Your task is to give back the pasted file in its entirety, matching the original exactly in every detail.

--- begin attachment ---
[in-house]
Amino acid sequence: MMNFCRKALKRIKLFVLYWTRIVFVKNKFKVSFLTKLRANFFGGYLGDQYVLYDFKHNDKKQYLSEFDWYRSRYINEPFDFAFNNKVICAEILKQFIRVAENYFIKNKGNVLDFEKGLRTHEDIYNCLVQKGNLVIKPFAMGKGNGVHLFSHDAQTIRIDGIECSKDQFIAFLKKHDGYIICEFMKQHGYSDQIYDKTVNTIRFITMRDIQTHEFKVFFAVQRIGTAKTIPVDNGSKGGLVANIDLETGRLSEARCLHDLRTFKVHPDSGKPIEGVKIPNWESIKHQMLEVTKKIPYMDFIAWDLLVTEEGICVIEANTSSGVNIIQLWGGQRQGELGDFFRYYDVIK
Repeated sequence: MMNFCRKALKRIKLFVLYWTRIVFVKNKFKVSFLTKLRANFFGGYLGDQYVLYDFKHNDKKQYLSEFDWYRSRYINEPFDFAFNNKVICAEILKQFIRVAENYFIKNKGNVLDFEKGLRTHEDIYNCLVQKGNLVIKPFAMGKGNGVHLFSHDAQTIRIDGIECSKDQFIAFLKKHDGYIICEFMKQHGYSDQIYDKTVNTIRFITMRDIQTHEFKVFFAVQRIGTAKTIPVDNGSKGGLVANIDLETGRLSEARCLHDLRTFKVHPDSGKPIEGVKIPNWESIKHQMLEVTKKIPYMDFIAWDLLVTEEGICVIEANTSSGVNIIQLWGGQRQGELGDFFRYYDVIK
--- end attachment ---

[in-house]
Amino acid sequence: MMNFCRKALKRIKLFVLYWTRIVFVKNKFKVSFLTKLRANFFGGYLGDQYVLYDFKHNDKKQYLSEFDWYRSRYINEPFDFAFNNKVICAEILKQFIRVAENYFIKNKGNVLDFEKGLRTHEDIYNCLVQKGNLVIKPFAMGKGNGVHLFSHDAQTIRIDGIECSKDQFIAFLKKHDGYIICEFMKQHGYSDQIYDKTVNTIRFITMRDIQTHEFKVFFAVQRIGTAKTIPVDNGSKGGLVANIDLETGRLSEARCLHDLRTFKVHPDSGKPIEGVKIPNWESIKHQMLEVTKKIPYMDFIAWDLLVTEEGICVIEANTSSGVNIIQLWGGQRQGELGDFFRYYDVIK
Repeated sequence: MMNFCRKALKRIKLFVLYWTRIVFVKNKFKVSFLTKLRANFFGGYLGDQYVLYDFKHNDKKQYLSEFDWYRSRYINEPFDFAFNNKVICAEILKQFIRVAENYFIKNKGNVLDFEKGLRTHEDIYNCLVQKGNLVIKPFAMGKGNGVHLFSHDAQTIRIDGIECSKDQFIAFLKKHDGYIICEFMKQHGYSDQIYDKTVNTIRFITMRDIQTHEFKVFFAVQRIGTAKTIPVDNGSKGGLVANIDLETGRLSEARCLHDLRTFKVHPDSGKPIEGVKIPNWESIKHQMLEVTKKIPYMDFIAWDLLVTEEGICVIEANTSSGVNIIQLWGGQRQGELGDFFRYYDVIK